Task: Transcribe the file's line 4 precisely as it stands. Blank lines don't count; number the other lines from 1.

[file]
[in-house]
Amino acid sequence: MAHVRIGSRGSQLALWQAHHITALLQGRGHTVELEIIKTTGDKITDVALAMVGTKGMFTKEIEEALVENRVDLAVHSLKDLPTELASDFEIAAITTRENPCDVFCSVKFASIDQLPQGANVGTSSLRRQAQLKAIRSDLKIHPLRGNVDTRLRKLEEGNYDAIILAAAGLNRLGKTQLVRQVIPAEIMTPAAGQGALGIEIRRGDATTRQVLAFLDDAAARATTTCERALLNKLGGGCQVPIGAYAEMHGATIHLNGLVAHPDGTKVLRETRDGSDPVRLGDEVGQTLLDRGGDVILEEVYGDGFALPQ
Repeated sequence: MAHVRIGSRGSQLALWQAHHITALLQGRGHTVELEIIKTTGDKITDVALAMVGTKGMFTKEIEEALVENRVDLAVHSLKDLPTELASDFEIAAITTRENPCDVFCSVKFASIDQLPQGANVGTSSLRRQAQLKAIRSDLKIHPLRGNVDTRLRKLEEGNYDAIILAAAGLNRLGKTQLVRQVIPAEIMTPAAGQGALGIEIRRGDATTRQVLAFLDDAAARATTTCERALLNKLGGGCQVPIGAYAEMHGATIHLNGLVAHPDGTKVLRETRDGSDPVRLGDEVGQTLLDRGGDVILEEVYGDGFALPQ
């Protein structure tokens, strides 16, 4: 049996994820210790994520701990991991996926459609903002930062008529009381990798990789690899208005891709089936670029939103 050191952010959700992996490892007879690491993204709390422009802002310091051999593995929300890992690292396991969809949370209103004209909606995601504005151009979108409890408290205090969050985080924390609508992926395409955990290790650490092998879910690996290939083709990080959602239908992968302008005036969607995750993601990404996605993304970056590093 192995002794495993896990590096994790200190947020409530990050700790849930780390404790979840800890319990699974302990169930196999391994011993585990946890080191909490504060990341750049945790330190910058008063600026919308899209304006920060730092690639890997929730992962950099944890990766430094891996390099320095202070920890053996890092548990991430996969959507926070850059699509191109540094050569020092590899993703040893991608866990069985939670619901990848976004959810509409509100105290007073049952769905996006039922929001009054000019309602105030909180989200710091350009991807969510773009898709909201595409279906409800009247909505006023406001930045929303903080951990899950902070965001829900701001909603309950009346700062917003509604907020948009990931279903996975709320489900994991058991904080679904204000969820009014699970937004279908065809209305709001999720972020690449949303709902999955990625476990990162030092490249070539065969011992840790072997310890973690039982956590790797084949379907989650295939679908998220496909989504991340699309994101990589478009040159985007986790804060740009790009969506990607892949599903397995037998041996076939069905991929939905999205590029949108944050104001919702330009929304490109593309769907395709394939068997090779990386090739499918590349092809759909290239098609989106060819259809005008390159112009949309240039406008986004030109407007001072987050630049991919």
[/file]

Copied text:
């Protein structure tokens, strides 16, 4: 049996994820210790994520701990991991996926459609903002930062008529009381990798990789690899208005891709089936670029939103 050191952010959700992996490892007879690491993204709390422009802002310091051999593995929300890992690292396991969809949370209103004209909606995601504005151009979108409890408290205090969050985080924390609508992926395409955990290790650490092998879910690996290939083709990080959602239908992968302008005036969607995750993601990404996605993304970056590093 192995002794495993896990590096994790200190947020409530990050700790849930780390404790979840800890319990699974302990169930196999391994011993585990946890080191909490504060990341750049945790330190910058008063600026919308899209304006920060730092690639890997929730992962950099944890990766430094891996390099320095202070920890053996890092548990991430996969959507926070850059699509191109540094050569020092590899993703040893991608866990069985939670619901990848976004959810509409509100105290007073049952769905996006039922929001009054000019309602105030909180989200710091350009991807969510773009898709909201595409279906409800009247909505006023406001930045929303903080951990899950902070965001829900701001909603309950009346700062917003509604907020948009990931279903996975709320489900994991058991904080679904204000969820009014699970937004279908065809209305709001999720972020690449949303709902999955990625476990990162030092490249070539065969011992840790072997310890973690039982956590790797084949379907989650295939679908998220496909989504991340699309994101990589478009040159985007986790804060740009790009969506990607892949599903397995037998041996076939069905991929939905999205590029949108944050104001919702330009929304490109593309769907395709394939068997090779990386090739499918590349092809759909290239098609989106060819259809005008390159112009949309240039406008986004030109407007001072987050630049991919």